California gun transfer bill draws national scorn

Man behind Gunmageddon repeal initiative: 'Now it is our turn'

California Gov. Jerry Brown. (Photo: Rich Pedroncelli/AP)

State and national gun rights groups said Tuesday they want California Gov. Jerry Brown to veto a measure on his desk tightening firearm transfer laws in the state.

The state Legislature approved Senate Bill 1332 last month, despite public concern over the “onerous” provisions of the bill forcing private loans of firearms for longer than 10 days undergo the state mandated transfer process at a federally licensed dealer.

State Sen. Tony Mendoza, D-Artesia, said he introduced the bill in February as way to reduce gun-related violence.

Under current law, a gun owner can loan a firearm to someone else for no more than 30 days. Any time period longer and the gun owner must legally transfer the weapon to the other person at a licensed gun shop, where a background check will be performed. Handgun transfers require the new owner have a firearms safety certificate, too.

“Gun violence continues to be a serious problem in communities across the state and nation. It is important we do everything necessary to close gun loopholes and strengthen gun laws,” Mendoza said in a press release last month. “SB 1332 does both.”

Sam Paredes, executive director of Gun Owners of California, rejects this premise. “There’s no indication that lending a gun has led to an increased crime problem,” he said. “Lending a gun to someone who shouldn’t have it is already a crime under state and federal law. This is just another harassment of law abiding gun owners.”

Paredes said the bill’s provisions allowing spouses to co-register weapons for concealed carry permits make sense, but “the loaning portion is so convoluted and is going to put many law abiding gun owners in jeopardy.”

“It’s just another way for the government to make it difficult for people to exercise their second amendment rights,” he said. “They think since they can’t ban all guns, if they make it so difficult for people to use them, anything they can do to make it more difficult, that’s okay in their eyes.”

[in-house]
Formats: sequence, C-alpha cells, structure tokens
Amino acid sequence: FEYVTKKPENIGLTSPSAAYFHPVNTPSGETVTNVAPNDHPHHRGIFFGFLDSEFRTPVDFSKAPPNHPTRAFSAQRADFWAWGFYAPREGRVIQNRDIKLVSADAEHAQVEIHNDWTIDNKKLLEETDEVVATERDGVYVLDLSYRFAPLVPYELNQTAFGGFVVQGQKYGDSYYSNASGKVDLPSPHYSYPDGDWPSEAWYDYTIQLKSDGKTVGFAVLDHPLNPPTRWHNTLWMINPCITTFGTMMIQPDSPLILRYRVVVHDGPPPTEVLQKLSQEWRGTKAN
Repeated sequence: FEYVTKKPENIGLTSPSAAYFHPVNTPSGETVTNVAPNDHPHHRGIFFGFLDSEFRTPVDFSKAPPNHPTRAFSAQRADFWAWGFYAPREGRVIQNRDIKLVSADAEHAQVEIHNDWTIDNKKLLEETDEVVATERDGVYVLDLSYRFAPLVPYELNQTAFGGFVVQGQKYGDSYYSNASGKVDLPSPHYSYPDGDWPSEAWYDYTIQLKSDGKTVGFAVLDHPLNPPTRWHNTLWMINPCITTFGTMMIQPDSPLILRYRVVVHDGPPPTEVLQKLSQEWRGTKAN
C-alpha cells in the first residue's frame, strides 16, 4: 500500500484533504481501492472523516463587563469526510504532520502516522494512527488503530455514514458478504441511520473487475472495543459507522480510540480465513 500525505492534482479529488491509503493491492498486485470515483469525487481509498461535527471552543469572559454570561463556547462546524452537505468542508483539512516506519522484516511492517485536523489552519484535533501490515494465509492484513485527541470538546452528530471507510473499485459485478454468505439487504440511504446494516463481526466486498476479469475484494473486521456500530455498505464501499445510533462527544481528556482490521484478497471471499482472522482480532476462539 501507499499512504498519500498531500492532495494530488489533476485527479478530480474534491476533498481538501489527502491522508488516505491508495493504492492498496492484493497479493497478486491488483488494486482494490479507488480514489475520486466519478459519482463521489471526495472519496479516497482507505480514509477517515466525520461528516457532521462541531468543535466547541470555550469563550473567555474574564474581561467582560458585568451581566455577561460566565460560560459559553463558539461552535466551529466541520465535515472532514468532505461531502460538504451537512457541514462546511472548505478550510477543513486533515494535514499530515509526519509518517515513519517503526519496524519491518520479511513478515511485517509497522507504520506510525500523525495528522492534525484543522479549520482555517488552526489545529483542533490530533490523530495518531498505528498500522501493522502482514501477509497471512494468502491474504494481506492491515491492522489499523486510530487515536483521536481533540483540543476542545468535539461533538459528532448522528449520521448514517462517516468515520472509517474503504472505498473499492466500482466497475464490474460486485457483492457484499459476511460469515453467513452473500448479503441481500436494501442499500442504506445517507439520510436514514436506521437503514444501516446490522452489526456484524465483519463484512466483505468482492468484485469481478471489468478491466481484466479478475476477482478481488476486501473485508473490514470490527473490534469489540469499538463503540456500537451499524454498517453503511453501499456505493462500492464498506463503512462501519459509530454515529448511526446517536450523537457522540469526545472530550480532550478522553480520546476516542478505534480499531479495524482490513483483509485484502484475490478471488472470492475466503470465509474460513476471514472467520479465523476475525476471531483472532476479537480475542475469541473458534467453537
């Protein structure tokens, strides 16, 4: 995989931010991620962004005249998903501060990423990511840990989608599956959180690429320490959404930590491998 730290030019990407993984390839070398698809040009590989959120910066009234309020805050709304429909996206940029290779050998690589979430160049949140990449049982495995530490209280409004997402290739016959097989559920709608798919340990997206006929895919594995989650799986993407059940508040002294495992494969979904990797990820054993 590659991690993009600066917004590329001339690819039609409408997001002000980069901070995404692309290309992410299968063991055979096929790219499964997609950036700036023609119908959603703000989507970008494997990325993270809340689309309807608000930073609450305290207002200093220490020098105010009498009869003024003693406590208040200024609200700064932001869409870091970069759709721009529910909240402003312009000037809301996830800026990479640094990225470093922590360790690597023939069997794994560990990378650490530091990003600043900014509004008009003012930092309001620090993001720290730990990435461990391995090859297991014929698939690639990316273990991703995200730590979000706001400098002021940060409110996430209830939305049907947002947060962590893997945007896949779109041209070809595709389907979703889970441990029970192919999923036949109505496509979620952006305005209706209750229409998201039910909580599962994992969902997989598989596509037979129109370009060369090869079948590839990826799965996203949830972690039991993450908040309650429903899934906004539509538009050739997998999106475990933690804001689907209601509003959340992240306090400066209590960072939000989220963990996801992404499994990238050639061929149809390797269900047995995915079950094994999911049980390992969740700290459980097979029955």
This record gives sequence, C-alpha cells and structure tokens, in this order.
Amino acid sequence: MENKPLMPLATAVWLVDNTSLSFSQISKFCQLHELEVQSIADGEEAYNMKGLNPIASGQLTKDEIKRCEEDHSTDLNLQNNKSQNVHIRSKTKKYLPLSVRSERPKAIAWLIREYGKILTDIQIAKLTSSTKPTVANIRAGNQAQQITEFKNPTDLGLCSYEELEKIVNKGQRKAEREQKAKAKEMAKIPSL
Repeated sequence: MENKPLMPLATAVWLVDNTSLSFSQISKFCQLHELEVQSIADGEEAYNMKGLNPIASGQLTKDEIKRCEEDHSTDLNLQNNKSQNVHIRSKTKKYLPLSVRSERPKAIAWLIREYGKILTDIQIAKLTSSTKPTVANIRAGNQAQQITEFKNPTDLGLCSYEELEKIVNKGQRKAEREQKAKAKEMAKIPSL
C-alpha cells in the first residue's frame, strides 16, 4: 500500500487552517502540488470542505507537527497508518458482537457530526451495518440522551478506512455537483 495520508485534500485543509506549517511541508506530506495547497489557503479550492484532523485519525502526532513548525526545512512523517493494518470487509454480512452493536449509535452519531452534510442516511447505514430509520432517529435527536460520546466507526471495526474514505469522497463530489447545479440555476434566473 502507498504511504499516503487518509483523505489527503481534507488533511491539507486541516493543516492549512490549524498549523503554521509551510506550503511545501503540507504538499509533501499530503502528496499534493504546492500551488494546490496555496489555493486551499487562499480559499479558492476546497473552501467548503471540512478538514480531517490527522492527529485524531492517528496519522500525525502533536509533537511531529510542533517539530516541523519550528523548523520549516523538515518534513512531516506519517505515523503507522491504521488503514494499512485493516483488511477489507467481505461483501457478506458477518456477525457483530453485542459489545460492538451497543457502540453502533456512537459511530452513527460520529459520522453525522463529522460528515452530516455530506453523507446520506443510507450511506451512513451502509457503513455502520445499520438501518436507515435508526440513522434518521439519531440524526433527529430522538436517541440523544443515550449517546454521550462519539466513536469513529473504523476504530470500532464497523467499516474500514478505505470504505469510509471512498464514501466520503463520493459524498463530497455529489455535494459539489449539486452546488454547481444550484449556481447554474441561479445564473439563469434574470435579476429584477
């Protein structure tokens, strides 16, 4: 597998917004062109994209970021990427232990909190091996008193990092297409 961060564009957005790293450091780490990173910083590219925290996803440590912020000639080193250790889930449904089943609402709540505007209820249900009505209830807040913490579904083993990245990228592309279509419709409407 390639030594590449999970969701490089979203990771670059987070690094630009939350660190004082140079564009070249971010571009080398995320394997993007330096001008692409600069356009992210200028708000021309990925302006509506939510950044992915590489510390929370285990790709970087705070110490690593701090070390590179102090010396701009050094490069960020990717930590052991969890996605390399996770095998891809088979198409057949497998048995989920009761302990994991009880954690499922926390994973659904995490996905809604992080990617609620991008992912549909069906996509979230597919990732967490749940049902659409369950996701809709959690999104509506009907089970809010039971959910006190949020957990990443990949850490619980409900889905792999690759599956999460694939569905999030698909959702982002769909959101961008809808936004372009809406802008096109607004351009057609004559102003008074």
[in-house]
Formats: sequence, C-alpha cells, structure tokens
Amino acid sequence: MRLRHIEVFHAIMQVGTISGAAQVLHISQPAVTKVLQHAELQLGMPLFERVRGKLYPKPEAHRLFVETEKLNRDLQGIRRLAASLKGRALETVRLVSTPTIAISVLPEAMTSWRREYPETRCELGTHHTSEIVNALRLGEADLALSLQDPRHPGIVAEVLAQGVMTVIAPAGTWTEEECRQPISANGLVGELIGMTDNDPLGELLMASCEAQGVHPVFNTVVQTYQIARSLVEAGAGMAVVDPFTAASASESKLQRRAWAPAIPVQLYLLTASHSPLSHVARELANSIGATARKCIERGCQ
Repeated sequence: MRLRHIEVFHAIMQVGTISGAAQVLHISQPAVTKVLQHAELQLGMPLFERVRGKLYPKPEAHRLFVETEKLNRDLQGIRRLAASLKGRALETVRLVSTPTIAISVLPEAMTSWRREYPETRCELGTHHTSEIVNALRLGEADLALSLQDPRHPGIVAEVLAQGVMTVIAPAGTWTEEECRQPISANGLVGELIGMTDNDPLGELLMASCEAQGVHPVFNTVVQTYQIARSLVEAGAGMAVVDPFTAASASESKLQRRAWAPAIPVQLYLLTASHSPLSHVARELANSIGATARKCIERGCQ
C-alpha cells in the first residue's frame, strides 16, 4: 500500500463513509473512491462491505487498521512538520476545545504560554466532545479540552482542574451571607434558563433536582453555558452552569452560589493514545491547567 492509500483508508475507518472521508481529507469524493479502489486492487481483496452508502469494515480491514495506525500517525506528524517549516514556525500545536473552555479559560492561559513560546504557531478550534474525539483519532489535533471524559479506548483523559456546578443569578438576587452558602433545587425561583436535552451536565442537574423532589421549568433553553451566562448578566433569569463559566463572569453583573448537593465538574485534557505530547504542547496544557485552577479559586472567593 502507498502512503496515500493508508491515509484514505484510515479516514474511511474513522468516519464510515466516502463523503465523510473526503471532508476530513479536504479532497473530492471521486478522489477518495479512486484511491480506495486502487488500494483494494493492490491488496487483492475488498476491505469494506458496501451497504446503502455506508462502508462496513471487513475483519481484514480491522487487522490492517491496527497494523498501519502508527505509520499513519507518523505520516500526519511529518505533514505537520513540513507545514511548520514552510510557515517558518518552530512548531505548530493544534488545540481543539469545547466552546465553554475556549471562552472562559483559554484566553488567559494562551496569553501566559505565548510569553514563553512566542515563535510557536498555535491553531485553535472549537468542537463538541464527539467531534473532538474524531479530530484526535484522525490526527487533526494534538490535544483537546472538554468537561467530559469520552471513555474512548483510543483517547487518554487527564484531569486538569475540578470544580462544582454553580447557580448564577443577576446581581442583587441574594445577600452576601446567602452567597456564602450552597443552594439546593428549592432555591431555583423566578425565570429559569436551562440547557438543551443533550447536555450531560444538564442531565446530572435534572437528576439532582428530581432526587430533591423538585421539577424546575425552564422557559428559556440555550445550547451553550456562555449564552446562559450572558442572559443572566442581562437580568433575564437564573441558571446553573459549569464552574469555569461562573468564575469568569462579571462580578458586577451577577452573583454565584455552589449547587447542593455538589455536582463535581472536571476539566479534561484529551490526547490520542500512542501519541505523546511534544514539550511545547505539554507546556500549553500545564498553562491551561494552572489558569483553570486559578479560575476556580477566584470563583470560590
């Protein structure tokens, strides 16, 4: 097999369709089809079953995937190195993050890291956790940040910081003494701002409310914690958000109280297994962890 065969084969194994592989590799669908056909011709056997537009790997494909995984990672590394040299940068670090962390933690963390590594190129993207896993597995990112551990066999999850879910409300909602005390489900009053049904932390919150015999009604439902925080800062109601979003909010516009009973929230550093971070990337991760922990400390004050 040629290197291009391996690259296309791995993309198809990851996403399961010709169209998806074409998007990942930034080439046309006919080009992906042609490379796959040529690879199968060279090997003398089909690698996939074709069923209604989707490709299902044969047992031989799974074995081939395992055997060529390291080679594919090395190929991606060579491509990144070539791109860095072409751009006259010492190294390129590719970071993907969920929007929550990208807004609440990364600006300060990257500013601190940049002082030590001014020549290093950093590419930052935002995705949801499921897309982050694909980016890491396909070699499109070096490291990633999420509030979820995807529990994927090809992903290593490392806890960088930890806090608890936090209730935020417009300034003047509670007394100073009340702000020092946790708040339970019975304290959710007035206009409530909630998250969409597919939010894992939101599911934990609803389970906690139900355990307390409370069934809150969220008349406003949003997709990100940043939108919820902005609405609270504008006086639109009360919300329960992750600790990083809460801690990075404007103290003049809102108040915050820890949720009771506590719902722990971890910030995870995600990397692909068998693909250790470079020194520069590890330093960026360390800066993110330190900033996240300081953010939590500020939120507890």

California lawmakers pushed nearly a dozen gun control measures across Brown’s desk in June alone, earning the state high praise from national advocacy organizations like Everytown for Gun Safety, Moms Demand Action for Gun Sense in America and The Law Center to Prevent Gun Violence.

Brown, however, hasn’t signed every gun control bill sent to him, including a ballot measure clarifying the charge for stealing a firearm as “felony grand theft,” a bill limiting long gun purchases to one a month and a third criminalizing failure to report a lost or stolen firearm, among other vetoed proposals.

The National Shooting Sports Foundation, the gun industry’s leading trade association based in Connecticut, joined Paredes and other gun groups in petitioning Brown to toss out SB 1332, too.

“NSSF opposes SB 1332 because the bill does nothing to increase public safety,” said Mike Bazinet, a foundation spokesman, in an email Tuesday. “What SB 1332 would do is require the registration of firearms that are loaned if the owner chooses not to use an Federal Firearms Licensee for the transfer. Many rifles owned for hunting were purchased prior to the registration requirement, but these firearms could be required to be registered with DOJ. This bill makes clear that the end goal of anti-gun politicians in California is eventually to have all lawfully owned firearms registered with the government.”

Evan Westrup, a Brown spokesman, said Tuesday the governor has until the end of the month to act on the bill.

“Generally, we do not comment on pending legislation,” he said.